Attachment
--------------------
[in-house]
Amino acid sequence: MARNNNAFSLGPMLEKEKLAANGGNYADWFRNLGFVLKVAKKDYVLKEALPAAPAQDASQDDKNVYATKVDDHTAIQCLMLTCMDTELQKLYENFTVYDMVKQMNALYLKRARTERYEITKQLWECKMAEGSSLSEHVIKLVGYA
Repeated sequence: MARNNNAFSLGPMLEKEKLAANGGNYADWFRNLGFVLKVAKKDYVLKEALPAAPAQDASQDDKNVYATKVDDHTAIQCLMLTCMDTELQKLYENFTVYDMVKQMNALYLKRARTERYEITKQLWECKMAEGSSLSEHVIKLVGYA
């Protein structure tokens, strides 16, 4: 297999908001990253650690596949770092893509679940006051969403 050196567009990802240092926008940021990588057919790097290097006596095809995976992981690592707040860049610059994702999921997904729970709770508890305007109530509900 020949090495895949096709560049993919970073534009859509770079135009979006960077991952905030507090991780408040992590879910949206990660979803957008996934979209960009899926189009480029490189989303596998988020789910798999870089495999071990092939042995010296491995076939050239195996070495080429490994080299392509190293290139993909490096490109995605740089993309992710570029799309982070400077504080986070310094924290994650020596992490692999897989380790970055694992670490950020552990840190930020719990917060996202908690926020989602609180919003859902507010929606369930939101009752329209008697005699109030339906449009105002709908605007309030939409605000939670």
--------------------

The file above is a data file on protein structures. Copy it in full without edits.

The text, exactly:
[in-house]
Amino acid sequence: MARNNNAFSLGPMLEKEKLAANGGNYADWFRNLGFVLKVAKKDYVLKEALPAAPAQDASQDDKNVYATKVDDHTAIQCLMLTCMDTELQKLYENFTVYDMVKQMNALYLKRARTERYEITKQLWECKMAEGSSLSEHVIKLVGYA
Repeated sequence: MARNNNAFSLGPMLEKEKLAANGGNYADWFRNLGFVLKVAKKDYVLKEALPAAPAQDASQDDKNVYATKVDDHTAIQCLMLTCMDTELQKLYENFTVYDMVKQMNALYLKRARTERYEITKQLWECKMAEGSSLSEHVIKLVGYA
């Protein structure tokens, strides 16, 4: 297999908001990253650690596949770092893509679940006051969403 050196567009990802240092926008940021990588057919790097290097006596095809995976992981690592707040860049610059994702999921997904729970709770508890305007109530509900 020949090495895949096709560049993919970073534009859509770079135009979006960077991952905030507090991780408040992590879910949206990660979803957008996934979209960009899926189009480029490189989303596998988020789910798999870089495999071990092939042995010296491995076939050239195996070495080429490994080299392509190293290139993909490096490109995605740089993309992710570029799309982070400077504080986070310094924290994650020596992490692999897989380790970055694992670490950020552990840190930020719990917060996202908690926020989602609180919003859902507010929606369930939101009752329209008697005699109030339906449009105002709908605007309030939409605000939670």